The best way to approach uncertain market conditions is to invest in a staggered manner through systematic plans.

This method of investment ensures averaging out of the cost by buying more units when prices are low and less units when prices are high.

Systematic Transfer Plan (STP) is a variant of SIP. In SIP, the amount is debited from your bank account and invested in the mutual funds.

In STP, the lumpsum money is first invested in one mutual fund scheme and then transferred to other schemes at regular intervals. STP scores over SIP as the invested sum in the source scheme is expected to generate relatively higher returns than the 4 to 6 per cent offered in savings account.

How it works

In STP, the scheme that is considered for lumpsum investment is called the source or transferor scheme and the scheme to which the amount is transferred is called destination/target/transferee scheme.

Since no AMC (asset management company) or fund house allows inter-AMC transfer, the source and target schemes should be chosen from the same AMC.

Many AMCs allow you to choose any open-ended funds, including equity, hybrid and debt funds (except ELSS when lock-in and close-ended funds) as source scheme.

Investors have to be aware about the applicable exit load period; any transfer is treated as sale and exit load is charged if sold within the exit load period.

For instance, most of equity funds charge exit load of one per cent if the units are sold within one year from the date of allotment.

Hence, it is advisable to consider liquid fund or ultra short-term fund as the source scheme as it does not carry any exit load.

The target scheme may be one or many that you can choose from the same AMC.

You can initiate transfer at regular intervals — daily, weekly, monthly, quarterly or half yearly.

Investors can choose any open-ended scheme as target scheme such as equity, including ELSS, hybrid or debt schemes based on the objectives.

Variants in STP

Most of the AMCs offer STP in two variants. One is normal STP and another is capital appreciation STP.

The normal STP is a plain vanilla STP, wherein the investor is allowed to specify the fixed amount that is to be redeemed from the source scheme to transfer to the target scheme.

Under capital appreciation STP, the investor will be eligible to transfer the entire or part of capital appreciation amount that appreciated during the period.

The capital appreciation STP is available only under the growth plans. Dividend transfer plan is an STP that allows investors to transfer the dividend amount to other schemes or bank accounts.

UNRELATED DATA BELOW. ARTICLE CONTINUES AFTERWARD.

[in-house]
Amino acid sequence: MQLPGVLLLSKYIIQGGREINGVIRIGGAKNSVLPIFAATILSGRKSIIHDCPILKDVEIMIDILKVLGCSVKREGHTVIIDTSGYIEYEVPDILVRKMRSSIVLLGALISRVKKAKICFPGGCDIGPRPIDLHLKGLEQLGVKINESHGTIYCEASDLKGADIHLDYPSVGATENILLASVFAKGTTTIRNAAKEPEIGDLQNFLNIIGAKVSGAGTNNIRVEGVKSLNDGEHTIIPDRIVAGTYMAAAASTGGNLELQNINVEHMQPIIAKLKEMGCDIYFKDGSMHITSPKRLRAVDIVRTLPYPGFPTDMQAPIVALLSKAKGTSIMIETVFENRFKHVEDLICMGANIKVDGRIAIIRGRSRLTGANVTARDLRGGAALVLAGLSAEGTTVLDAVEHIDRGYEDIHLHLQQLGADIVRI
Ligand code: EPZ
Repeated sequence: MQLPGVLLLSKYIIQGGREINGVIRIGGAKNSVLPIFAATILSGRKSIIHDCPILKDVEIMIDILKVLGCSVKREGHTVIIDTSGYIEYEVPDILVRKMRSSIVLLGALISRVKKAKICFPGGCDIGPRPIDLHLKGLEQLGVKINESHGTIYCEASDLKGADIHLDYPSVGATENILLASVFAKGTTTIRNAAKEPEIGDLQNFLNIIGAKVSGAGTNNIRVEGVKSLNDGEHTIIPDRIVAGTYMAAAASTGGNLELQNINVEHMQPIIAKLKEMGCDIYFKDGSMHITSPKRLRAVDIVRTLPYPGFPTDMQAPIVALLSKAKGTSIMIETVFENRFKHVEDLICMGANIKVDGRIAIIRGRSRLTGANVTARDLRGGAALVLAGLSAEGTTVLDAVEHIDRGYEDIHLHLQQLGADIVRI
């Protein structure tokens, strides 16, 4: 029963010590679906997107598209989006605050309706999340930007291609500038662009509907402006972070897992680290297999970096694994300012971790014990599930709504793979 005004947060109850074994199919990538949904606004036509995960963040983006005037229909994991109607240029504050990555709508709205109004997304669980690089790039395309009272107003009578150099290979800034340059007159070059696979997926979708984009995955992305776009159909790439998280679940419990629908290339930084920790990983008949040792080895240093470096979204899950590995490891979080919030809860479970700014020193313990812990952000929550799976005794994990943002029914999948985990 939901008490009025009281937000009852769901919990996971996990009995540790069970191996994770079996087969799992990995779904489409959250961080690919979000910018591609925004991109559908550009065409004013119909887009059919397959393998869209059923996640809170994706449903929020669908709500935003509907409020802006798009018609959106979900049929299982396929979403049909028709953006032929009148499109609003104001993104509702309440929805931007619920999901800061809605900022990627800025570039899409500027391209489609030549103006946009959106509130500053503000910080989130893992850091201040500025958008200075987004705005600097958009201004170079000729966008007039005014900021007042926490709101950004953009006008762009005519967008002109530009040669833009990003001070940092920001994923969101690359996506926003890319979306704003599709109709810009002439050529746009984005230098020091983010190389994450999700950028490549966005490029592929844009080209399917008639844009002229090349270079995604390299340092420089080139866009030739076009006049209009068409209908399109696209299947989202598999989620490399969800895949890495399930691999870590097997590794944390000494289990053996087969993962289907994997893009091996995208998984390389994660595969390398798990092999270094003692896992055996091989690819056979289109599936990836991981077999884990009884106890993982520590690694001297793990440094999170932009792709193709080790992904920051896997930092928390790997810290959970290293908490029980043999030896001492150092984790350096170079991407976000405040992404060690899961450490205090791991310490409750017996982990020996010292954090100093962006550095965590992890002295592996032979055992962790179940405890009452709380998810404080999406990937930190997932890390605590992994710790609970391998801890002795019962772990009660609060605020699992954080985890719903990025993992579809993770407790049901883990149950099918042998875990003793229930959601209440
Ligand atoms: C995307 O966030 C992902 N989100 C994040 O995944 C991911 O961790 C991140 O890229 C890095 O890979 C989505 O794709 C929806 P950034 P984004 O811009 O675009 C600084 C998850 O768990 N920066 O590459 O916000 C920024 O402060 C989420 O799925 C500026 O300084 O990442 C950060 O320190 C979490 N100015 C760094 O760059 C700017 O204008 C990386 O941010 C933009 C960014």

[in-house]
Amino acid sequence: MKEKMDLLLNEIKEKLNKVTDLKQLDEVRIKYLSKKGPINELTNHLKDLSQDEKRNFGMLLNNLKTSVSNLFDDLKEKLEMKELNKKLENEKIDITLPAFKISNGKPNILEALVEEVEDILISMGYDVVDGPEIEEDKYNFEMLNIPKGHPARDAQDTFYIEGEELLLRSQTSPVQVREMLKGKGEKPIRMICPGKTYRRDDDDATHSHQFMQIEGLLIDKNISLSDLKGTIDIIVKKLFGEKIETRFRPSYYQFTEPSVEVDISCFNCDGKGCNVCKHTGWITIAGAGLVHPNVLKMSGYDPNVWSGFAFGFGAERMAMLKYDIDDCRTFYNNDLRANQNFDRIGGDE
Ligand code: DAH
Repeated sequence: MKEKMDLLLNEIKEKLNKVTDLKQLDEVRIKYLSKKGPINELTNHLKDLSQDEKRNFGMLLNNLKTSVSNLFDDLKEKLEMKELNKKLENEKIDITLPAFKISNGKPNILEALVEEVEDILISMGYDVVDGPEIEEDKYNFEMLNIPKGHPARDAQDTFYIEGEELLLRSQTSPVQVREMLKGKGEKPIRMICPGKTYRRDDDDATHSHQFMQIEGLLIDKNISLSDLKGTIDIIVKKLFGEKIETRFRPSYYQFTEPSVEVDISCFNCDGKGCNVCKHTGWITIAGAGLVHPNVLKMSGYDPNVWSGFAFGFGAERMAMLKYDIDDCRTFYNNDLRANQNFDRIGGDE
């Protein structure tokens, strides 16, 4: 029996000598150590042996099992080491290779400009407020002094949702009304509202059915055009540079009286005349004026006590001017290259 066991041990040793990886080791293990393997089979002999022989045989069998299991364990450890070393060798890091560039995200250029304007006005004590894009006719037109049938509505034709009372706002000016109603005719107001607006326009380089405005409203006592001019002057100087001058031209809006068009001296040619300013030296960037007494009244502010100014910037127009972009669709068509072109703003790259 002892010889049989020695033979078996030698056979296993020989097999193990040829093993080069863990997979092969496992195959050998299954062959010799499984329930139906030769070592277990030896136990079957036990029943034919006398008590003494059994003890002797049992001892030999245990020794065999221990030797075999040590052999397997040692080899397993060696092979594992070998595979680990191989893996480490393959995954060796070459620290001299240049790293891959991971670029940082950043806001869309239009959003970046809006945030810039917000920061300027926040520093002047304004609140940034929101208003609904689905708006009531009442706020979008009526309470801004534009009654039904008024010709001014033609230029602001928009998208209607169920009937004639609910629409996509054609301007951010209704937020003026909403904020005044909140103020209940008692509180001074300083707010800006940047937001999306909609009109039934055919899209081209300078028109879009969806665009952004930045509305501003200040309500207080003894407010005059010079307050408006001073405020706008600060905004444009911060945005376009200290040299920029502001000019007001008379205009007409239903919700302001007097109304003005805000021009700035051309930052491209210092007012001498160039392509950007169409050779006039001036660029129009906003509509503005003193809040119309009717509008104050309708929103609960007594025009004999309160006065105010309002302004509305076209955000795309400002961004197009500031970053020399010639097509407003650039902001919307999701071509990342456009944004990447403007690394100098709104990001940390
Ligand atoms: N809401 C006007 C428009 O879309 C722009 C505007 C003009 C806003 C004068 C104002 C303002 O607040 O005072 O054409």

But note that under STP, investors cannot transfer the amount from a scheme to the investor’s bank account.

AMCs provide another facility called systematic withdrawal plan (SWP) that facilitates transfer from schemes to the investor’s bank account.

Apart from regular STP, many AMCs also offer customised value-added STPs such as flexi STPs to the investors.

For instance, Kotak and IDFC mutual funds allow investors to transfer an amount from source scheme to the target scheme based on the price-to-earnings (PE) of the Sensex or Nifty 50.

Other fund houses such as HDFC, Axis and DSP BlackRock follow in-house formula, while Reliance follows trigger-based model to decide the transfer amount on every interval.


STP is suitable for investors who have a lumpsum money in hand and who want to invest in equity funds during volatile or peak equity market conditions.

It serves as a good platform to earn relatively higher returns than the bank account on the the lumpsum.

Besides, investors who want to rebalance their asset allocation gradually can choose the STP option.

Especially, investors in the retirement age can consider STP to transfer their accumulated corpus from risky assets (equity) to relatively safer assets (debt or liquid funds or MIP).


Apart from the exit load, investors also have to take note of taxation in an STP transaction. If the source scheme is an equity-oriented scheme, then the redemption (that is, the transfer) of units within a year attracts short-term capital gain tax (STCG) of 15 per cent.

Redemption executed after a year is exempt from tax. If the source scheme is non-equity oriented scheme (debt fund), the redemption of units within 36 months attracts short-term capital gain tax, which is taxed as per the investor’s tax bracket, while the redemption after 36 months qualifies indexation benefit that is taxed at 20 per cent.

Similar rules also come into force when you sell from the target scheme.